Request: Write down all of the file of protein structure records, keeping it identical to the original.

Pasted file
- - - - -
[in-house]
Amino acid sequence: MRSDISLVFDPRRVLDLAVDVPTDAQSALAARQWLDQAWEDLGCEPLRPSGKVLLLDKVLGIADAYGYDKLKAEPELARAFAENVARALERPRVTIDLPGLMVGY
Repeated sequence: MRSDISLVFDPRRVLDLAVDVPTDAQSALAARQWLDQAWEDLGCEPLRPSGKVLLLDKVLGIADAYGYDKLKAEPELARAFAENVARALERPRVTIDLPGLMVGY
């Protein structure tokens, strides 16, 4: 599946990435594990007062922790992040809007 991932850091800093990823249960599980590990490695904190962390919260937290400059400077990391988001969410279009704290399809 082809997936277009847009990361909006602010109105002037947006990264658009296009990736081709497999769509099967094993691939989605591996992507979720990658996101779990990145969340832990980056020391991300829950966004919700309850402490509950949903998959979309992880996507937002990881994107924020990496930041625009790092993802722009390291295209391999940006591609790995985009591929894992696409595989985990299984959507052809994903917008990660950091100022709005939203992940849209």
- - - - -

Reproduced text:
[in-house]
Amino acid sequence: MRSDISLVFDPRRVLDLAVDVPTDAQSALAARQWLDQAWEDLGCEPLRPSGKVLLLDKVLGIADAYGYDKLKAEPELARAFAENVARALERPRVTIDLPGLMVGY
Repeated sequence: MRSDISLVFDPRRVLDLAVDVPTDAQSALAARQWLDQAWEDLGCEPLRPSGKVLLLDKVLGIADAYGYDKLKAEPELARAFAENVARALERPRVTIDLPGLMVGY
């Protein structure tokens, strides 16, 4: 599946990435594990007062922790992040809007 991932850091800093990823249960599980590990490695904190962390919260937290400059400077990391988001969410279009704290399809 082809997936277009847009990361909006602010109105002037947006990264658009296009990736081709497999769509099967094993691939989605591996992507979720990658996101779990990145969340832990980056020391991300829950966004919700309850402490509950949903998959979309992880996507937002990881994107924020990496930041625009790092993802722009390291295209391999940006591609790995985009591929894992696409595989985990299984959507052809994903917008990660950091100022709005939203992940849209």